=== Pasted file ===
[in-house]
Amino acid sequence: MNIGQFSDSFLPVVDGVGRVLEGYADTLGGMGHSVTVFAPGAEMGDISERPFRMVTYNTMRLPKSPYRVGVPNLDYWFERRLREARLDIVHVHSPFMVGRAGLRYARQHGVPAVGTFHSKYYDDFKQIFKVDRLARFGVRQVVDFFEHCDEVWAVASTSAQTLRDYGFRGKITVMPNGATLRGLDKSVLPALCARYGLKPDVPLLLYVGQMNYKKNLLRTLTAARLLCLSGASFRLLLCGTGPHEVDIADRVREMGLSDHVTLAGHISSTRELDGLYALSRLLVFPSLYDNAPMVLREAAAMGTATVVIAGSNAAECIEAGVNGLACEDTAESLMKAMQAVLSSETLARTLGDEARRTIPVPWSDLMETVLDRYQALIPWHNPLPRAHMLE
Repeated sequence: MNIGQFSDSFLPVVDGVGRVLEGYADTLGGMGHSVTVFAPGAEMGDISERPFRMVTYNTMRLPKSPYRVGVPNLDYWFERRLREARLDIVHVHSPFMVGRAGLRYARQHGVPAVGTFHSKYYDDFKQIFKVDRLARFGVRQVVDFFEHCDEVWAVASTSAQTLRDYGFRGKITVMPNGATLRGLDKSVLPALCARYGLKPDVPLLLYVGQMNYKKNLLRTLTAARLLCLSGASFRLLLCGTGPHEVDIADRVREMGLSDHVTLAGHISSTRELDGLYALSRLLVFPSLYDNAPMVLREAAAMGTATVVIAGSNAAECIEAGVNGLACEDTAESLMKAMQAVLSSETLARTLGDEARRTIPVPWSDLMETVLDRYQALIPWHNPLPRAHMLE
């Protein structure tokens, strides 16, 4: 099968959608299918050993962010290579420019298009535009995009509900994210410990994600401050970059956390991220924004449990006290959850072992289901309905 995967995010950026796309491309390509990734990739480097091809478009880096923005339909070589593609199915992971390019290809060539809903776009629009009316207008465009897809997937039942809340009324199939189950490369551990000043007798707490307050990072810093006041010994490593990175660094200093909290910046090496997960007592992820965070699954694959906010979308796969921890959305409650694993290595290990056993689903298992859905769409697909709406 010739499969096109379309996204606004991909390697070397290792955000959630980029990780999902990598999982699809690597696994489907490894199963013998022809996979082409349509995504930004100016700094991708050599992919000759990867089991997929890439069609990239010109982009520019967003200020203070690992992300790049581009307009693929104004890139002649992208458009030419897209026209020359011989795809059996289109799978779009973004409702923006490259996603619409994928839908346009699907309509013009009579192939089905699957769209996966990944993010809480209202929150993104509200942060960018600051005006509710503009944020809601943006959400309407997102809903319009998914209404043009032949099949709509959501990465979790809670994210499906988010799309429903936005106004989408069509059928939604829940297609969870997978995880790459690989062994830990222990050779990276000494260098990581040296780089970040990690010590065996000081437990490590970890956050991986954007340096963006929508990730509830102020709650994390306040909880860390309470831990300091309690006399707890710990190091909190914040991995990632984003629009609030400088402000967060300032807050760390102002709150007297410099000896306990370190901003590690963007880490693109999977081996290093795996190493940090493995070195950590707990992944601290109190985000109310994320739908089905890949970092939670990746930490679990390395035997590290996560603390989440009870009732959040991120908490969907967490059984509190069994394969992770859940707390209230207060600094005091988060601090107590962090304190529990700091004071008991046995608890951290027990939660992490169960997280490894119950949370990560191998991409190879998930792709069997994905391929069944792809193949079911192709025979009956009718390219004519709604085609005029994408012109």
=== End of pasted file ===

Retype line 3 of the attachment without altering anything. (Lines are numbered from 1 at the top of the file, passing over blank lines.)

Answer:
Repeated sequence: MNIGQFSDSFLPVVDGVGRVLEGYADTLGGMGHSVTVFAPGAEMGDISERPFRMVTYNTMRLPKSPYRVGVPNLDYWFERRLREARLDIVHVHSPFMVGRAGLRYARQHGVPAVGTFHSKYYDDFKQIFKVDRLARFGVRQVVDFFEHCDEVWAVASTSAQTLRDYGFRGKITVMPNGATLRGLDKSVLPALCARYGLKPDVPLLLYVGQMNYKKNLLRTLTAARLLCLSGASFRLLLCGTGPHEVDIADRVREMGLSDHVTLAGHISSTRELDGLYALSRLLVFPSLYDNAPMVLREAAAMGTATVVIAGSNAAECIEAGVNGLACEDTAESLMKAMQAVLSSETLARTLGDEARRTIPVPWSDLMETVLDRYQALIPWHNPLPRAHMLE